Driven by on-going population growth and household formations, an expanding market for second homes and the need to replace aging units, demand for housing should hold up well in the foreseeable future, panelists said. In addition, further growth in the nation's job force and rising incomes should help offset the negative impact of higher mortgage rates, which are still expected to be at affordable levels by historic standards, the housing analysts agreed.
While some experts voiced concerns regarding speculative investment activity in a few of the nation's frothiest housing markets - including California, Las Vegas, South Florida, Washington, DC and the New York-Boston corridor - by and large, they expect to see a slowdown in the rate of price appreciation in most parts of the country rather than an actual decline in house prices.
How aggressively the Fed pushes up interest rates will depend on the inflation picture, and although inflation has now moved to the upward range of what the Fed finds acceptable, prices remain well under control, the economists said. And, barring unexpected run-ups in energy prices, the overall outlook appears quite favorable, they added.
Estimating annual housing demand at 2 million units over the next decade, Jim Glassman, managing director and senior policy strategist with J.P. Morgan Chase, said that recent productivity gains bode well for housing because they have bolstered corporate profits, which in turn should lead to increasing wages and significant improvement of the standard of living for many Americans.
Industry Stocks Ride Market Up
Performance of key publicly traded industry companies.
Stocks associated with the kitchen and bath industry rose again in May, as substantial economic gains trumped volatile oil prices to lift Wall Street markets higher.
The index of 55 key stocks of building products manufacturers, distributors, retailers, home builders and e-commerce enterprises - as tracked in Kitchen & Bath Design News’ exclusive monthly Stock Index - gained 66.88 points, or 2.60%, to close the trading period from May 5 through June 3 at 2638.31. Similarly, the Dow Jones Industrial Average advanced 120.57 points, or 1.17%, ending the month-long trading period at 10460.97, while the Nasdaq Composite Index increased 109.63 points, or 5.58%, to close at 2071.43 (see Market Diary, below).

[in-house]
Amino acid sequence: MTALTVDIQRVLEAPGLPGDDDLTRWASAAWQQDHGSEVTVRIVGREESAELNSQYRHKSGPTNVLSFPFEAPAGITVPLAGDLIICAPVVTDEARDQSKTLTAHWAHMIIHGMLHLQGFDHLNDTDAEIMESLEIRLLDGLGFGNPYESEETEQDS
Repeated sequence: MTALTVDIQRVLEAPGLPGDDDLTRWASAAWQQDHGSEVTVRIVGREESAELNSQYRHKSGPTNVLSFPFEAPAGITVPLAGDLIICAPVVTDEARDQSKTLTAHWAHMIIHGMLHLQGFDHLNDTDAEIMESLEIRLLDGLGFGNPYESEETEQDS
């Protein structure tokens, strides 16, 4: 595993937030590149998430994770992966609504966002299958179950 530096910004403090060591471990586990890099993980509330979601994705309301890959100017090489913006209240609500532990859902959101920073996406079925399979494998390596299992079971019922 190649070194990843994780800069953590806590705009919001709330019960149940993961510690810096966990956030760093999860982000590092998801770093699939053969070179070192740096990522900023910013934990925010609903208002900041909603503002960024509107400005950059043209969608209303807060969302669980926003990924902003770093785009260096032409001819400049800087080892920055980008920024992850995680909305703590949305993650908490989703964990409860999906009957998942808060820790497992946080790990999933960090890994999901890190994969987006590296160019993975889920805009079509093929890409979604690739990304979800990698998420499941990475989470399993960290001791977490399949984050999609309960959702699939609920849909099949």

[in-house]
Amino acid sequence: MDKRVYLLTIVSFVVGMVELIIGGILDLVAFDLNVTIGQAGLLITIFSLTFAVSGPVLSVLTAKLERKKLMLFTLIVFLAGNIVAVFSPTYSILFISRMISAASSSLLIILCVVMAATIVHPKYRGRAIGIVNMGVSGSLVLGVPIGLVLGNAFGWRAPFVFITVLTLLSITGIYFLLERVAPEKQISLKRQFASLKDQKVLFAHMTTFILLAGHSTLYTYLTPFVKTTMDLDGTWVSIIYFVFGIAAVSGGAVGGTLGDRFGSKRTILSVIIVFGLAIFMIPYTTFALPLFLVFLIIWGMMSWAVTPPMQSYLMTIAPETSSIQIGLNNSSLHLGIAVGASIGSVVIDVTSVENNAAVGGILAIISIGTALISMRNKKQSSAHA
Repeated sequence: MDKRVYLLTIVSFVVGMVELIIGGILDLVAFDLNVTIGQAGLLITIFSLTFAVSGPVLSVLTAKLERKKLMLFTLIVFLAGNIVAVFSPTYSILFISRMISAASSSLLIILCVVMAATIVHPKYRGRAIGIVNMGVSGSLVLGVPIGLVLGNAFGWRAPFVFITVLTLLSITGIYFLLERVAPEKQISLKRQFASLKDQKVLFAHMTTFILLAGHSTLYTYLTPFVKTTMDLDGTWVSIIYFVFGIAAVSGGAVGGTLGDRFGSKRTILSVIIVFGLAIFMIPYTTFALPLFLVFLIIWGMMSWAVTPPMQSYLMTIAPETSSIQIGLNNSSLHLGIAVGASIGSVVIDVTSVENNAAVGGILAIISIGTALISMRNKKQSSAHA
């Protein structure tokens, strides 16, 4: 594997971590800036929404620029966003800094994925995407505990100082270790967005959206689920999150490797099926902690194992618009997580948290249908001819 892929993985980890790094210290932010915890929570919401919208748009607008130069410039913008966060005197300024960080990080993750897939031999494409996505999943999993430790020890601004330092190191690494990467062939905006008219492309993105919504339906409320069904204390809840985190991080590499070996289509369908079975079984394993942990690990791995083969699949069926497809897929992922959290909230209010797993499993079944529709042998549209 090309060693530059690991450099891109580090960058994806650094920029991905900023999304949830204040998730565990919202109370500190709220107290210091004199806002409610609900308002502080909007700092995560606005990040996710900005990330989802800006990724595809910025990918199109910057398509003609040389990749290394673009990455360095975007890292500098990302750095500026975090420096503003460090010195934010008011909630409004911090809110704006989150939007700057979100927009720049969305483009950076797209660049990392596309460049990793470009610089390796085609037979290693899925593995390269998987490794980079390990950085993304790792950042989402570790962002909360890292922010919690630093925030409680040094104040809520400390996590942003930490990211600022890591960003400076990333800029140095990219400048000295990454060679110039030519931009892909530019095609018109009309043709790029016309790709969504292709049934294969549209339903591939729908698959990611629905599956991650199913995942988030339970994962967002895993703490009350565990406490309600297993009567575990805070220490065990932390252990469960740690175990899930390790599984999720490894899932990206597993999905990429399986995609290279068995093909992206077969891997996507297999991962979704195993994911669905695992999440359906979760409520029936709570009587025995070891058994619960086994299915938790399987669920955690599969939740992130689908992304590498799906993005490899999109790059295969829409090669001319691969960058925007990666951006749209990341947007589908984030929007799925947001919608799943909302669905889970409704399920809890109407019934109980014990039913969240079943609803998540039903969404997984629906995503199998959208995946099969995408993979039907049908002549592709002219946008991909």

Advancing stocks outpaced declining issues 40-14, with nine of the stocks hitting a new 52-week high and three falling to a new annual low.
Top gainers for the period included Maytag Corp., Armstrong World Industries and Toll Bros. Domtar, Owens Corning and Du Pont were among the biggest losers.
Editor's Note: Several of the companies listed in KBDN’s monthly Stock Index are parent companies of–-or have key financial ties to–building and remodeling industry product suppliers. Included are the following: Armstrong World Industries (Triangle Pacific, Bruce Hardwood, Hartco Flooring); Black & Decker (Price Pfister, Kwikset, DeWalt); DR Horton (Schuler Homes); Electrolux AB (Frigidaire Co.); Fortune Brands (Moen, MasterBrand Cabinets - Aristokraft, Decorá, Diamond, Kemper, Omega Cabinetry and Schrock); Griffon Corp. (CLOPAY); Illinois Tool (Wilsonart International, Florida Tile); IAC/InterActiveCorp (ServiceMagic, Inc.); International Paper (Nevamar); Knape & Vogt (Feeny Mfg.); Masco Corp. (Merillat Industries, KraftMaid, Delta Faucet, Peerless Faucets, Aqua Glass/Huppe, Melard Mfg., Zenith Products and Baldwin Hardware); Maytag Co. (Jenn-Air and Magic Chef); Mohawk Industries (Dal-Tile); Newell Rubbermaid (Amerock); OfficeMax; Pentair (Porter-Cable); Technical Olympic USA (Engle Holdings Corp. and other home-building companies.); Tomkins (LASCO Bathware and Pegler Ltd.); U.S. Industries (Jacuzzi Brands, Inc.); Weyco Group (Willamette Industries); and Whirlpool Corp. (KitchenAid and Roper).